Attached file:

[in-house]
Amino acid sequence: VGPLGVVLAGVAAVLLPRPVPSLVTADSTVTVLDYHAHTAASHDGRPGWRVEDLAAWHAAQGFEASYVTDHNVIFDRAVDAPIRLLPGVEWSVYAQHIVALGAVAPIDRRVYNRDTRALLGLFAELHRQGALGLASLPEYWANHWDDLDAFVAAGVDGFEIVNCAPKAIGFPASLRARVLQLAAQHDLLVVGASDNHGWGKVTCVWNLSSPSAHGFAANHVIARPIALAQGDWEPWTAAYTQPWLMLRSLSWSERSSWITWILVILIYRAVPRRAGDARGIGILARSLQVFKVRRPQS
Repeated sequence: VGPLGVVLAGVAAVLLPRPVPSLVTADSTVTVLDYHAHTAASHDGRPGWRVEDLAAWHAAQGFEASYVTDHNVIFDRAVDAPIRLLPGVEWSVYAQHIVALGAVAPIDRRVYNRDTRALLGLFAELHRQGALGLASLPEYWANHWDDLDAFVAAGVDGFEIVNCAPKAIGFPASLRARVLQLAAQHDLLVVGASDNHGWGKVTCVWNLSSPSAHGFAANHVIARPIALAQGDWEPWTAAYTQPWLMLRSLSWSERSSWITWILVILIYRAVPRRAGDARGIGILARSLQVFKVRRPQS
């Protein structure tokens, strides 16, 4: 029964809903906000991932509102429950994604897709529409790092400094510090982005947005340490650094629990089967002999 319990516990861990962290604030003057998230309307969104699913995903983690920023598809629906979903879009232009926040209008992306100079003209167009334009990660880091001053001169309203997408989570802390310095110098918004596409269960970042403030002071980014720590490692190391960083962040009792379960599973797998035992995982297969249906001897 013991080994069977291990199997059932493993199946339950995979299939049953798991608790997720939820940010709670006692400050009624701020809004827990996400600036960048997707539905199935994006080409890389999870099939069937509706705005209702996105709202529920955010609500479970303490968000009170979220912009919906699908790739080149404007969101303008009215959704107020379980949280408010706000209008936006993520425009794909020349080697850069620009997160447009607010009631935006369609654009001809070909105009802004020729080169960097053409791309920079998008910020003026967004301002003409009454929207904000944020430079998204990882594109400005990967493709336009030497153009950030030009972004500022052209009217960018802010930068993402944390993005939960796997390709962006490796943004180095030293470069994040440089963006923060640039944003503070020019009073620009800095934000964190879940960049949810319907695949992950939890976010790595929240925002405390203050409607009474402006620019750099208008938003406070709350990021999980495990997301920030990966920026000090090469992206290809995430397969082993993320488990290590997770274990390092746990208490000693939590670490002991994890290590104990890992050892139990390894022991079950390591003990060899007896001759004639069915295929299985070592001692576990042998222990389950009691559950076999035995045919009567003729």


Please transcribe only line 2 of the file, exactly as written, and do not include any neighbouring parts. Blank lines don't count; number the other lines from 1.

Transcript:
Amino acid sequence: VGPLGVVLAGVAAVLLPRPVPSLVTADSTVTVLDYHAHTAASHDGRPGWRVEDLAAWHAAQGFEASYVTDHNVIFDRAVDAPIRLLPGVEWSVYAQHIVALGAVAPIDRRVYNRDTRALLGLFAELHRQGALGLASLPEYWANHWDDLDAFVAAGVDGFEIVNCAPKAIGFPASLRARVLQLAAQHDLLVVGASDNHGWGKVTCVWNLSSPSAHGFAANHVIARPIALAQGDWEPWTAAYTQPWLMLRSLSWSERSSWITWILVILIYRAVPRRAGDARGIGILARSLQVFKVRRPQS